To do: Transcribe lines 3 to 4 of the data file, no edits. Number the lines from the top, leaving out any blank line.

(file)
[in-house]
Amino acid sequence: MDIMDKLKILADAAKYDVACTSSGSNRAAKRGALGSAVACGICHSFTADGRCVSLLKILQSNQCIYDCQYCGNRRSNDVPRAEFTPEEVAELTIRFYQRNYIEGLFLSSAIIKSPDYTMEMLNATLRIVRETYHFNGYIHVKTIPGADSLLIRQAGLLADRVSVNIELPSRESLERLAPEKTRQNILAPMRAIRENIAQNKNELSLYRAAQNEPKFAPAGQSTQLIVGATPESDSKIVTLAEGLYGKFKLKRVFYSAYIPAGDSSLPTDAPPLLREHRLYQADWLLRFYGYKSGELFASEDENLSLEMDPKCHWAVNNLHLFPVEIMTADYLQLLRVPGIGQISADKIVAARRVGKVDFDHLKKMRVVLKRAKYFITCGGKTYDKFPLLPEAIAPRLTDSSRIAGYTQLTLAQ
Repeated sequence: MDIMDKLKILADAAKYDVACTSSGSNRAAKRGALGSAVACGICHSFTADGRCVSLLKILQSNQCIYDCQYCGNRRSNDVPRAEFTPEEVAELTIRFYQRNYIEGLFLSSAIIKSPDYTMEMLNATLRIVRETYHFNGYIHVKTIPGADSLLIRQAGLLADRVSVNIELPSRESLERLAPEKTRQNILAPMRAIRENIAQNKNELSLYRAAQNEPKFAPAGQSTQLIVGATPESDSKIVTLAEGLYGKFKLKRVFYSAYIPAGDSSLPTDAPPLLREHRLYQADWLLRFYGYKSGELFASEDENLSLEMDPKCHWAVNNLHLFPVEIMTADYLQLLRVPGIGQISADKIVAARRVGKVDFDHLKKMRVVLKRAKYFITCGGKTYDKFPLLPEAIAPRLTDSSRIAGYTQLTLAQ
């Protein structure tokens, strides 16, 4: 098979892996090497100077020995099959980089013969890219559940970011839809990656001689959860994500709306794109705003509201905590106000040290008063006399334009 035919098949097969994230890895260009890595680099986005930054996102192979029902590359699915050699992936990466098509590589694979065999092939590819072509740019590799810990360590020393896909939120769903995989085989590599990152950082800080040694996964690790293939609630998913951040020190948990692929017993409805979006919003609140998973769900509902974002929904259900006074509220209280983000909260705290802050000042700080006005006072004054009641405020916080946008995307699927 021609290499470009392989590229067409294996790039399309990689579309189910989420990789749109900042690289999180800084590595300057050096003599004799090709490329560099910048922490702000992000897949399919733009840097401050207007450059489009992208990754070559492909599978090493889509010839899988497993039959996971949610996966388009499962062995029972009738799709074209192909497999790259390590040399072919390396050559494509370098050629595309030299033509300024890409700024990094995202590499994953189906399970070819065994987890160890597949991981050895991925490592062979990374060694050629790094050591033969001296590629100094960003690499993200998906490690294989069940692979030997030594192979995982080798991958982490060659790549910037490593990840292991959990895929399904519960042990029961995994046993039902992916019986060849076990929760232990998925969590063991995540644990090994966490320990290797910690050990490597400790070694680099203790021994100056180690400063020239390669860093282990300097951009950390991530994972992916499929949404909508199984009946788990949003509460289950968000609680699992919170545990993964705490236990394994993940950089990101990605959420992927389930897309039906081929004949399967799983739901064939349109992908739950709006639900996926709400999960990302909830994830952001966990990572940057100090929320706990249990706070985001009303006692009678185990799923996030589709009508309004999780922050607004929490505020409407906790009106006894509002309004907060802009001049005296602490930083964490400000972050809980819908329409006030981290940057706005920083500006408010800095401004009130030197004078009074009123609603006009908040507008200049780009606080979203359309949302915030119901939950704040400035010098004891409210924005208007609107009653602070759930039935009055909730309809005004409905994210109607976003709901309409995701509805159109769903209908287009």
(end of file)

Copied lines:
Repeated sequence: MDIMDKLKILADAAKYDVACTSSGSNRAAKRGALGSAVACGICHSFTADGRCVSLLKILQSNQCIYDCQYCGNRRSNDVPRAEFTPEEVAELTIRFYQRNYIEGLFLSSAIIKSPDYTMEMLNATLRIVRETYHFNGYIHVKTIPGADSLLIRQAGLLADRVSVNIELPSRESLERLAPEKTRQNILAPMRAIRENIAQNKNELSLYRAAQNEPKFAPAGQSTQLIVGATPESDSKIVTLAEGLYGKFKLKRVFYSAYIPAGDSSLPTDAPPLLREHRLYQADWLLRFYGYKSGELFASEDENLSLEMDPKCHWAVNNLHLFPVEIMTADYLQLLRVPGIGQISADKIVAARRVGKVDFDHLKKMRVVLKRAKYFITCGGKTYDKFPLLPEAIAPRLTDSSRIAGYTQLTLAQ
């Protein structure tokens, strides 16, 4: 098979892996090497100077020995099959980089013969890219559940970011839809990656001689959860994500709306794109705003509201905590106000040290008063006399334009 035919098949097969994230890895260009890595680099986005930054996102192979029902590359699915050699992936990466098509590589694979065999092939590819072509740019590799810990360590020393896909939120769903995989085989590599990152950082800080040694996964690790293939609630998913951040020190948990692929017993409805979006919003609140998973769900509902974002929904259900006074509220209280983000909260705290802050000042700080006005006072004054009641405020916080946008995307699927 021609290499470009392989590229067409294996790039399309990689579309189910989420990789749109900042690289999180800084590595300057050096003599004799090709490329560099910048922490702000992000897949399919733009840097401050207007450059489009992208990754070559492909599978090493889509010839899988497993039959996971949610996966388009499962062995029972009738799709074209192909497999790259390590040399072919390396050559494509370098050629595309030299033509300024890409700024990094995202590499994953189906399970070819065994987890160890597949991981050895991925490592062979990374060694050629790094050591033969001296590629100094960003690499993200998906490690294989069940692979030997030594192979995982080798991958982490060659790549910037490593990840292991959990895929399904519960042990029961995994046993039902992916019986060849076990929760232990998925969590063991995540644990090994966490320990290797910690050990490597400790070694680099203790021994100056180690400063020239390669860093282990300097951009950390991530994972992916499929949404909508199984009946788990949003509460289950968000609680699992919170545990993964705490236990394994993940950089990101990605959420992927389930897309039906081929004949399967799983739901064939349109992908739950709006639900996926709400999960990302909830994830952001966990990572940057100090929320706990249990706070985001009303006692009678185990799923996030589709009508309004999780922050607004929490505020409407906790009106006894509002309004907060802009001049005296602490930083964490400000972050809980819908329409006030981290940057706005920083500006408010800095401004009130030197004078009074009123609603006009908040507008200049780009606080979203359309949302915030119901939950704040400035010098004891409210924005208007609107009653602070759930039935009055909730309809005004409905994210109607976003709901309409995701509805159109769903209908287009």